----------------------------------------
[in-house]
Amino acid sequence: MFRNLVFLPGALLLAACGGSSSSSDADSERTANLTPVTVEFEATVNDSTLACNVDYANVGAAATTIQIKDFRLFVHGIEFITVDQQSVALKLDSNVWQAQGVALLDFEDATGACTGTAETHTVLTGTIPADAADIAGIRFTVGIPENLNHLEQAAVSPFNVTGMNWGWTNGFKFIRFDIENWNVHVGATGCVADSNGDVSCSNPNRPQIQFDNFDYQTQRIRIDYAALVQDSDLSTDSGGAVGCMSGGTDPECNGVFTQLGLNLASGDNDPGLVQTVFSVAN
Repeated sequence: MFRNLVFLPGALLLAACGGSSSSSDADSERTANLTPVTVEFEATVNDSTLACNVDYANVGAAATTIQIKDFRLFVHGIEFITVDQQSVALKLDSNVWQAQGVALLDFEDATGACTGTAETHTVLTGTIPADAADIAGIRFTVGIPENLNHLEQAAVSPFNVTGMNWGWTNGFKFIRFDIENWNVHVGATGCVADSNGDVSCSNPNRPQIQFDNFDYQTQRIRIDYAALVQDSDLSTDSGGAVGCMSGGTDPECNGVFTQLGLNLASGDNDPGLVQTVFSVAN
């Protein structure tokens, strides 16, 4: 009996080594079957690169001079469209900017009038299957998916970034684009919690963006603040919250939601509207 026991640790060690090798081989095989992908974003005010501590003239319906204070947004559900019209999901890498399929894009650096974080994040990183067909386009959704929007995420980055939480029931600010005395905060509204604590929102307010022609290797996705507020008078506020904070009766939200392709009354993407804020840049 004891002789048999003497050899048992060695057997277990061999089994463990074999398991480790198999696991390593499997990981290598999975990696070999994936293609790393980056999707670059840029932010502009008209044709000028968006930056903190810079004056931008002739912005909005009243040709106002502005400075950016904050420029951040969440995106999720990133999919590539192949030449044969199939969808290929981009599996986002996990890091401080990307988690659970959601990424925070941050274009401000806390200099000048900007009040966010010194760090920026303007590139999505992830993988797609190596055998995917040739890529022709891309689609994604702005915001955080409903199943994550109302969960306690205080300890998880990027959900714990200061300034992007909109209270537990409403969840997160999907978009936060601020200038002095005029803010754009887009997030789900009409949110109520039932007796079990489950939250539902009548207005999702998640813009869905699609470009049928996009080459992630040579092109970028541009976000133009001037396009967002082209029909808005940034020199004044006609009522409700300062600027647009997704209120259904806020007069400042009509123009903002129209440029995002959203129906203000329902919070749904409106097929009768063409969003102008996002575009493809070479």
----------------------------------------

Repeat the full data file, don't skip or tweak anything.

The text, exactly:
[in-house]
Amino acid sequence: MFRNLVFLPGALLLAACGGSSSSSDADSERTANLTPVTVEFEATVNDSTLACNVDYANVGAAATTIQIKDFRLFVHGIEFITVDQQSVALKLDSNVWQAQGVALLDFEDATGACTGTAETHTVLTGTIPADAADIAGIRFTVGIPENLNHLEQAAVSPFNVTGMNWGWTNGFKFIRFDIENWNVHVGATGCVADSNGDVSCSNPNRPQIQFDNFDYQTQRIRIDYAALVQDSDLSTDSGGAVGCMSGGTDPECNGVFTQLGLNLASGDNDPGLVQTVFSVAN
Repeated sequence: MFRNLVFLPGALLLAACGGSSSSSDADSERTANLTPVTVEFEATVNDSTLACNVDYANVGAAATTIQIKDFRLFVHGIEFITVDQQSVALKLDSNVWQAQGVALLDFEDATGACTGTAETHTVLTGTIPADAADIAGIRFTVGIPENLNHLEQAAVSPFNVTGMNWGWTNGFKFIRFDIENWNVHVGATGCVADSNGDVSCSNPNRPQIQFDNFDYQTQRIRIDYAALVQDSDLSTDSGGAVGCMSGGTDPECNGVFTQLGLNLASGDNDPGLVQTVFSVAN
């Protein structure tokens, strides 16, 4: 009996080594079957690169001079469209900017009038299957998916970034684009919690963006603040919250939601509207 026991640790060690090798081989095989992908974003005010501590003239319906204070947004559900019209999901890498399929894009650096974080994040990183067909386009959704929007995420980055939480029931600010005395905060509204604590929102307010022609290797996705507020008078506020904070009766939200392709009354993407804020840049 004891002789048999003497050899048992060695057997277990061999089994463990074999398991480790198999696991390593499997990981290598999975990696070999994936293609790393980056999707670059840029932010502009008209044709000028968006930056903190810079004056931008002739912005909005009243040709106002502005400075950016904050420029951040969440995106999720990133999919590539192949030449044969199939969808290929981009599996986002996990890091401080990307988690659970959601990424925070941050274009401000806390200099000048900007009040966010010194760090920026303007590139999505992830993988797609190596055998995917040739890529022709891309689609994604702005915001955080409903199943994550109302969960306690205080300890998880990027959900714990200061300034992007909109209270537990409403969840997160999907978009936060601020200038002095005029803010754009887009997030789900009409949110109520039932007796079990489950939250539902009548207005999702998640813009869905699609470009049928996009080459992630040579092109970028541009976000133009001037396009967002082209029909808005940034020199004044006609009522409700300062600027647009997704209120259904806020007069400042009509123009903002129209440029995002959203129906203000329902919070749904409106097929009768063409969003102008996002575009493809070479």